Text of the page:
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What is the prevalence of autism spectrum disorders (ASD) in adults in England, and what are the characteristics of adults with ASD?
7461 adults (age 16 years or older) living in the community. Participants were members of private households sampled for the third national Adult Psychiatric Morbidity Survey in England. To select households for participation, post code sectors were first stratified by socioeconomic status, then further stratified based on proportions of adults in non-manual labour jobs and proportion of households without a motor vehicle as reported in 2001 census data. Postal code sectors were sampled from each stratum, yielding 519 selected postal code sectors. From each of these selected sectors, 28 addresses were randomly selected. Households with at least one person older than 16 years were eligible. Of these 14 532 addresses, 13 171 met eligibility criteria. Of the eligible households, 7461 agreed to participate (57% response rate). Survey data were weighted such that the results were representative of age, sex, region and area characteristics of the household population 16 years or older in England.
General community dwelling population, England; 2007.
A three-phase assessment process was then used to identify individuals with ASD. A subset of questions from the validated Autism Spectrum Quotient-20 self-completion questionnaire was used in a phase 1 screen. Based on the results of this screen, a subset of participants was selected for phase 2 assessment (higher scores increased likelihood of being selected). Phase 2 assessments were based on the Autism Diagnostic Observation Schedule – Module 4 (ADOS-4). Participants with an ADOS-4 score of 10 or higher were considered to have ASD. To validate this threshold, a subset of participants, half of whom were thought to have ASD based on ADOS-4 score, were then included in a phase 3 developmental interview with family members or other suitable informants using the Autism Diagnostic Interview – Revised and Diagnostic Interview for Social and Communication Disorders. The three-phase screening resulted in 7461 phase 1 interviews (7403 direct and 58 proxy interviews), 5102 of which met eligibility criteria for phase 2, and of these 849 were selected, and 630 phase 2 interviews were conducted (74.2% response rate). Of these, 60 were selected for phase 3 interviews, with 54 phase 3 interviews conducted.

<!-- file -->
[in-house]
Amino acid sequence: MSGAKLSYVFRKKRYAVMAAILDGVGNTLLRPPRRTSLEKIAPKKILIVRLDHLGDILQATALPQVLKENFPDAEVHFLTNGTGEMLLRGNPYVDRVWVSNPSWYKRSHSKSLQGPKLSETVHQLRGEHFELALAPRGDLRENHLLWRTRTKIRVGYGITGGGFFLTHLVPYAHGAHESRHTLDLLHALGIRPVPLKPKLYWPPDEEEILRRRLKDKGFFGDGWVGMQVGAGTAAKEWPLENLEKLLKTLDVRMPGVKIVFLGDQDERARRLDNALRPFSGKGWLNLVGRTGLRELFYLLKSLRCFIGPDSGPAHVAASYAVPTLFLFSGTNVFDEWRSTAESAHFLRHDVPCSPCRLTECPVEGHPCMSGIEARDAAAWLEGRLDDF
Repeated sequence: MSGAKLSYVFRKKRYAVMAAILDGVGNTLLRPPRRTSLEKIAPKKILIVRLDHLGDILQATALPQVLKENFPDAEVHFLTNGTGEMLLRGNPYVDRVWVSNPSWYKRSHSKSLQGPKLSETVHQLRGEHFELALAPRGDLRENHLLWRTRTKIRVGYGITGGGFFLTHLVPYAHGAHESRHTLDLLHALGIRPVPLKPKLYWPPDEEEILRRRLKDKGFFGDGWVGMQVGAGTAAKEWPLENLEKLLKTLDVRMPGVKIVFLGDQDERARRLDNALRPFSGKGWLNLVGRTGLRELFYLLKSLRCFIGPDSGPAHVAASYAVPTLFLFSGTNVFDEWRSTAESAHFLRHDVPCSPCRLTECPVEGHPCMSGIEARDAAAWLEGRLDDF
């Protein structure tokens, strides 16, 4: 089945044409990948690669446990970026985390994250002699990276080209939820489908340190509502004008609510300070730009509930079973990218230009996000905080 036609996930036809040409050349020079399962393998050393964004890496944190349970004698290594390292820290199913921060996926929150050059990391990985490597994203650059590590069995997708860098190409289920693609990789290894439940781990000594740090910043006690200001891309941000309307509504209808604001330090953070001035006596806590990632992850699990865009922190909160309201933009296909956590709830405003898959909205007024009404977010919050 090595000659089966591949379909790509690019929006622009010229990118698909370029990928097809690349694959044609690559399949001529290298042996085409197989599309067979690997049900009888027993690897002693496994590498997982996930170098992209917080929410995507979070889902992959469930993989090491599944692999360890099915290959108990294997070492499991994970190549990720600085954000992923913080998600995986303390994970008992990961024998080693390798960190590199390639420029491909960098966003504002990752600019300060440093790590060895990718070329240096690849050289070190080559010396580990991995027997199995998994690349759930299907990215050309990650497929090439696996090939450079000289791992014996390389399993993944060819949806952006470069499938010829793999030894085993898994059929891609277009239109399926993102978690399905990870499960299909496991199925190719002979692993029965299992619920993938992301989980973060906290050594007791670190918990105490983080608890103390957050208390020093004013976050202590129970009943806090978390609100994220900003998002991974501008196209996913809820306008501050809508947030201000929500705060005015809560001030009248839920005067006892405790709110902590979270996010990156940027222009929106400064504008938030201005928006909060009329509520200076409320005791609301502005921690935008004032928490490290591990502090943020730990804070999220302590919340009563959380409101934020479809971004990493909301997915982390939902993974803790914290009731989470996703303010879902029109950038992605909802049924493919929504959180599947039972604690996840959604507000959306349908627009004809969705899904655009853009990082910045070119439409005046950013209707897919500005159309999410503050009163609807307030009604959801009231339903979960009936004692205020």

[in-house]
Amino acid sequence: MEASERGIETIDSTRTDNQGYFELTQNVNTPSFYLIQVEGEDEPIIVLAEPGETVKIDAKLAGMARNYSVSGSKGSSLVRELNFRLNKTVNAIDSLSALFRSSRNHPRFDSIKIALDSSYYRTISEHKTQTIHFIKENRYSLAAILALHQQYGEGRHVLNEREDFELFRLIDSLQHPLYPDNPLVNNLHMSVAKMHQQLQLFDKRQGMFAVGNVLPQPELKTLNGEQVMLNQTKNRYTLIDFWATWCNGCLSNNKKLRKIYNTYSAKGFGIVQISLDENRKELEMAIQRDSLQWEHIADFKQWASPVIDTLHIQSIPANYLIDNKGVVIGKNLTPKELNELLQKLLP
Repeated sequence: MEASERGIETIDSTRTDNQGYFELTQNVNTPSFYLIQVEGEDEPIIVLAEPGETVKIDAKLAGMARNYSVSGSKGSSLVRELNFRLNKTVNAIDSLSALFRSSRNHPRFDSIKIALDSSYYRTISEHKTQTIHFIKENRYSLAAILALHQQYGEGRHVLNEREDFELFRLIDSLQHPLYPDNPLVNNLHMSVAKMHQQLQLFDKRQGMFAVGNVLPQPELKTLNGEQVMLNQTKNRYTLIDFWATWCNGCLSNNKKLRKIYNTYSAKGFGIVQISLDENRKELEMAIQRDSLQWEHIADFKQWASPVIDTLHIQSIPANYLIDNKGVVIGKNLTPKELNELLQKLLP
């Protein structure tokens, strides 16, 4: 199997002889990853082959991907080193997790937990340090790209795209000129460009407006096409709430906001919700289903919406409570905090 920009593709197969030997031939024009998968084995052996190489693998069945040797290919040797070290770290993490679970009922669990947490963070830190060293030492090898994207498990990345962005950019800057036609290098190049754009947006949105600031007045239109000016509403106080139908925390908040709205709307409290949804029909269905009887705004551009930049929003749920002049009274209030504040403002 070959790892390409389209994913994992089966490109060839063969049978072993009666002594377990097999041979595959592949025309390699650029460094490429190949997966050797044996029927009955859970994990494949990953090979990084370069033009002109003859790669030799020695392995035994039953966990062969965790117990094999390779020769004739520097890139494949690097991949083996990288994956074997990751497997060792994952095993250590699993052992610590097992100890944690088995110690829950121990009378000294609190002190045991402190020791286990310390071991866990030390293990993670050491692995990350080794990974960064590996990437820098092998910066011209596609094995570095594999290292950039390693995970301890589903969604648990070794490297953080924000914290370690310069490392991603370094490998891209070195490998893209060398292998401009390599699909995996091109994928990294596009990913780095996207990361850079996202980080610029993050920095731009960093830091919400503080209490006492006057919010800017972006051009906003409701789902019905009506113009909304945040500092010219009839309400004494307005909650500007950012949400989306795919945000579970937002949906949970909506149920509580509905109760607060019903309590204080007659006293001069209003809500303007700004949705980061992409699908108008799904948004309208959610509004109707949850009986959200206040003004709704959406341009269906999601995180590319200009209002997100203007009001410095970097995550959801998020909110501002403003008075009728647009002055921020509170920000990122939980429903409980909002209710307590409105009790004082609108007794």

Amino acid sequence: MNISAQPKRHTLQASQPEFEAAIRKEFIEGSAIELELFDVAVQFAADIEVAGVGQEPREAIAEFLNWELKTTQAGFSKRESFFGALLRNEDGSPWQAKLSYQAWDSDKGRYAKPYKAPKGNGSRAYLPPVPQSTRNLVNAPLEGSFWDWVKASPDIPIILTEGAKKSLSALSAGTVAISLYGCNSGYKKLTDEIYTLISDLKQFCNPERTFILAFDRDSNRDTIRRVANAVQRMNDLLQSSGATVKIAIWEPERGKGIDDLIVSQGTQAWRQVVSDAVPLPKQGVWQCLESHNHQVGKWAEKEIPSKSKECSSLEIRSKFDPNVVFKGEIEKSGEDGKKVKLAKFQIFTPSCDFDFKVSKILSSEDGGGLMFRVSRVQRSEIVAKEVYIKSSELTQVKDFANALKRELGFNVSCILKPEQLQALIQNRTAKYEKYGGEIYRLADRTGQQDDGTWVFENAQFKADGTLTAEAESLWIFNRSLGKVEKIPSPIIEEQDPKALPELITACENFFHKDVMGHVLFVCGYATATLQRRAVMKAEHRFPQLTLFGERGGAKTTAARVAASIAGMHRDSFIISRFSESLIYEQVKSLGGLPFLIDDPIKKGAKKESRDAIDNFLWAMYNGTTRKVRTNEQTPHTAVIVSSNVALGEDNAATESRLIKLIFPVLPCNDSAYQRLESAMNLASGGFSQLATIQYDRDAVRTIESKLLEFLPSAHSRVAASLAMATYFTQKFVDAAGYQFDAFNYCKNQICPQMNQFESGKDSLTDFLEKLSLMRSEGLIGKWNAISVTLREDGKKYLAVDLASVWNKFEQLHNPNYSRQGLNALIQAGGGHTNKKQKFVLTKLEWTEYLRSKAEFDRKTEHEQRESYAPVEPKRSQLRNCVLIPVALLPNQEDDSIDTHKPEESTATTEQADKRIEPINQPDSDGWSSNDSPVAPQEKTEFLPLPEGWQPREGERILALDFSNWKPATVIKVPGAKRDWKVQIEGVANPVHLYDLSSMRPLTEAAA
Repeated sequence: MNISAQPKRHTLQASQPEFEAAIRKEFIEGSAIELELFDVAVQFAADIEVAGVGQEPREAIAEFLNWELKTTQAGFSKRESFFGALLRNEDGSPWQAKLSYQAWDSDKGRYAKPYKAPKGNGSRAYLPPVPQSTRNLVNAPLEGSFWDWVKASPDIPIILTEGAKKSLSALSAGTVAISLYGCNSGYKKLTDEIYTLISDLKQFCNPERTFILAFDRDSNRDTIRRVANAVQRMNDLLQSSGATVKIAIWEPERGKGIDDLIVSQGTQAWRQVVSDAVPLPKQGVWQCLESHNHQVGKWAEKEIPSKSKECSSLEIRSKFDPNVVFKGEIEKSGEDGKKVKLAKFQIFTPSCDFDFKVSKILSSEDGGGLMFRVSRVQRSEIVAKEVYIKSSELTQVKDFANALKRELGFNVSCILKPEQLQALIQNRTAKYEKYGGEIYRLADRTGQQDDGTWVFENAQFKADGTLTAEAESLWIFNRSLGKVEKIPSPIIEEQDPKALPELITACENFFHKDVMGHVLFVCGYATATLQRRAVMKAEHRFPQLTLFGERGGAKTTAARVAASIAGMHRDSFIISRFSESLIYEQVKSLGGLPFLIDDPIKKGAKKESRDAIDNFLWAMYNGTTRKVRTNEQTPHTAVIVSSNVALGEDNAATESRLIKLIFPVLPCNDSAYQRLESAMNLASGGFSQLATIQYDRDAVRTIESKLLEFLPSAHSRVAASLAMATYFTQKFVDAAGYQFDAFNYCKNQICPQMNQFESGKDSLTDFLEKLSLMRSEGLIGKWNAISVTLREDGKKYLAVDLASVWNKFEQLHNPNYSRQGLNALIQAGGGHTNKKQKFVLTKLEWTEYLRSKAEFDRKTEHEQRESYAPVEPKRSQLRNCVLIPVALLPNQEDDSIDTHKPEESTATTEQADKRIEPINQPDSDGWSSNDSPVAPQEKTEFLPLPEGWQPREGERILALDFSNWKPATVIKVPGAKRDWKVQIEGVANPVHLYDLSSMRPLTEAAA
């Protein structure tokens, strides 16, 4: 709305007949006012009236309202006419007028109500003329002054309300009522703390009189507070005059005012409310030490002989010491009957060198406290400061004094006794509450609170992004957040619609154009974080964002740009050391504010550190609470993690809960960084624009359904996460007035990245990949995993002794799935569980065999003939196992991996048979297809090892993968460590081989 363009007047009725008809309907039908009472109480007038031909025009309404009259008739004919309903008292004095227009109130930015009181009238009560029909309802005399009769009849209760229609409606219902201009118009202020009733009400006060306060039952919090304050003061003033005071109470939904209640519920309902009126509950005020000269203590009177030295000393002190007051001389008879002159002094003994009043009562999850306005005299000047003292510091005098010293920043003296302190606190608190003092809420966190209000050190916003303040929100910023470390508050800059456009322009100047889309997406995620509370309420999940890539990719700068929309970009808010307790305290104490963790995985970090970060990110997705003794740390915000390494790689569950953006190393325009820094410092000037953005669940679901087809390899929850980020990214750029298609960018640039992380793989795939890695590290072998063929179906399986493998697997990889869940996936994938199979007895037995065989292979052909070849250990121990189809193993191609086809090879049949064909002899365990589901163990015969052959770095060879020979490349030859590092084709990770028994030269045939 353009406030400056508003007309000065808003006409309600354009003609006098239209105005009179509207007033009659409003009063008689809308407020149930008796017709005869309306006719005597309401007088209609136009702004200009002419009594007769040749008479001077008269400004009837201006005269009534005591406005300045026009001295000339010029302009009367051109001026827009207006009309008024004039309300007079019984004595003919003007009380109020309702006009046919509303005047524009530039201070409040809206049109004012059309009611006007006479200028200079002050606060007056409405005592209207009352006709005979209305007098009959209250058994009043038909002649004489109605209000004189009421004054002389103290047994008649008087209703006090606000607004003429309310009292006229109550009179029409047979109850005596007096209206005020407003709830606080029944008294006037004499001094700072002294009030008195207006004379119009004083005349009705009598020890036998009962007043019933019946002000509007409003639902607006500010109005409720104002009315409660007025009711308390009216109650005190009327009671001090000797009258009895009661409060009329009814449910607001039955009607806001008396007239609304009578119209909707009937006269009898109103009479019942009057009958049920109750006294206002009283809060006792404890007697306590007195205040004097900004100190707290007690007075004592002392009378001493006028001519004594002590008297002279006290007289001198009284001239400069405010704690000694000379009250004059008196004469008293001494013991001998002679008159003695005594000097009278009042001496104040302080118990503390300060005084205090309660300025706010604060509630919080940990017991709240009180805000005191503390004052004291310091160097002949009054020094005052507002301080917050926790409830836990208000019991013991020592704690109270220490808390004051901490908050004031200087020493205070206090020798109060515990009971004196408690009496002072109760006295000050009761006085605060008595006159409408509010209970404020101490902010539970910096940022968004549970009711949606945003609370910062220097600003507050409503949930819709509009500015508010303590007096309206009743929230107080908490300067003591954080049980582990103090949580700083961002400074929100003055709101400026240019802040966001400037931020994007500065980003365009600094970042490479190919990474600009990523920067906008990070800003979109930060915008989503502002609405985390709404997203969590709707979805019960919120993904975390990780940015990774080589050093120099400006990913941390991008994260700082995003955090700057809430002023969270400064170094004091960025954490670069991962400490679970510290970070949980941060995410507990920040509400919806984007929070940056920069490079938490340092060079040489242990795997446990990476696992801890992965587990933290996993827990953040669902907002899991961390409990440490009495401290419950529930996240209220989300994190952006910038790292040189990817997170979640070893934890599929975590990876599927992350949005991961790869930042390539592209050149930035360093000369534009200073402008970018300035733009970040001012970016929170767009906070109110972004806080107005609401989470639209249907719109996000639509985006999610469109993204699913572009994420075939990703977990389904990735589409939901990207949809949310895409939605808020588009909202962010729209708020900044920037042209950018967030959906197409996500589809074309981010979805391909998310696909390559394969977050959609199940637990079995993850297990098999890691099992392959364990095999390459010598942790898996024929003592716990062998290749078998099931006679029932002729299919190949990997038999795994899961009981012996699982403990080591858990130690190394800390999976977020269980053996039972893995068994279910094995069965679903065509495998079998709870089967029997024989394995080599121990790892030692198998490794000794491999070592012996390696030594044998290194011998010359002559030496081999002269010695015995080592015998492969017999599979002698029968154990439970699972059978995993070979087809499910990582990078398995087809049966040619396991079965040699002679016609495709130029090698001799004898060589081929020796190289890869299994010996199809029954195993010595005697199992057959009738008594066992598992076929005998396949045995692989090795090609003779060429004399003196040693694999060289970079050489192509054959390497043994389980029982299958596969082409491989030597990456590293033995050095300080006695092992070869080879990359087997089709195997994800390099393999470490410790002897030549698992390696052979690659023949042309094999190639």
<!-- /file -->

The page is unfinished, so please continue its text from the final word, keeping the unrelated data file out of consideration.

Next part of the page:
Diagnosis of ASD, based on a score of ≥10 on the ADOS-4.
Overall 19 individuals were identified as having ASD, as defined by an ADOS-4 threshold of 10 or greater. None of the identified cases had been previously diagnosed. The weighted prevalence of ASD in the English population 16 years or older was estimated as 9.8 per 1000 (95% CI 3.0 to 16.5). The prevalence of ASD showed a gradual decline with increasing age, but this decrease was not statistically significant. Multivariable models found that ASD was significantly more common in men than women (OR 8.62, 95% CI 2.2 to 34.5, p=0.002). ASD was less common with increasing educational level (OR of ASD with a unit increase in educational level 0.45, 95% CI 0.21 to 0.99, p=0.049). ASD was significantly more common among people living in social housing than those living in a self- or family-owned home (OR 6.1, 95% CI 1.7 to 21.7, p=0.03).